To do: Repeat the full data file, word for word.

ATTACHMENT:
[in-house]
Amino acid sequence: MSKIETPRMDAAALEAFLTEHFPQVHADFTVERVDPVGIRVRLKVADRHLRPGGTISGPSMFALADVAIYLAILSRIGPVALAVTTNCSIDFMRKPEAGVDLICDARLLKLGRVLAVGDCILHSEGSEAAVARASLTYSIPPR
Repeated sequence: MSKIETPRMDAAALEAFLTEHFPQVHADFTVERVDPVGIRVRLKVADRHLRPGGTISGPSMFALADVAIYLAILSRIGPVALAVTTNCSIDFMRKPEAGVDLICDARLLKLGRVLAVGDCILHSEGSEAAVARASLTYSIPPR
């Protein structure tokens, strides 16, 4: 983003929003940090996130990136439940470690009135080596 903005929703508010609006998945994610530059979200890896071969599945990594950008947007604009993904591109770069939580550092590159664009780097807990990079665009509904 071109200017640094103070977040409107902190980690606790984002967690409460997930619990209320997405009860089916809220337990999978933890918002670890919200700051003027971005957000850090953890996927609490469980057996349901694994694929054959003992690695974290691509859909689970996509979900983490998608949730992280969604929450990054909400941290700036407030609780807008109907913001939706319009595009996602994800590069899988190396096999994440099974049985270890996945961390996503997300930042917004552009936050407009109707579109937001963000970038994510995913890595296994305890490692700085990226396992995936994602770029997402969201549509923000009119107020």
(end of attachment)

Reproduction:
[in-house]
Amino acid sequence: MSKIETPRMDAAALEAFLTEHFPQVHADFTVERVDPVGIRVRLKVADRHLRPGGTISGPSMFALADVAIYLAILSRIGPVALAVTTNCSIDFMRKPEAGVDLICDARLLKLGRVLAVGDCILHSEGSEAAVARASLTYSIPPR
Repeated sequence: MSKIETPRMDAAALEAFLTEHFPQVHADFTVERVDPVGIRVRLKVADRHLRPGGTISGPSMFALADVAIYLAILSRIGPVALAVTTNCSIDFMRKPEAGVDLICDARLLKLGRVLAVGDCILHSEGSEAAVARASLTYSIPPR
């Protein structure tokens, strides 16, 4: 983003929003940090996130990136439940470690009135080596 903005929703508010609006998945994610530059979200890896071969599945990594950008947007604009993904591109770069939580550092590159664009780097807990990079665009509904 071109200017640094103070977040409107902190980690606790984002967690409460997930619990209320997405009860089916809220337990999978933890918002670890919200700051003027971005957000850090953890996927609490469980057996349901694994694929054959003992690695974290691509859909689970996509979900983490998608949730992280969604929450990054909400941290700036407030609780807008109907913001939706319009595009996602994800590069899988190396096999994440099974049985270890996945961390996503997300930042917004552009936050407009109707579109937001963000970038994510995913890595296994305890490692700085990226396992995936994602770029997402969201549509923000009119107020």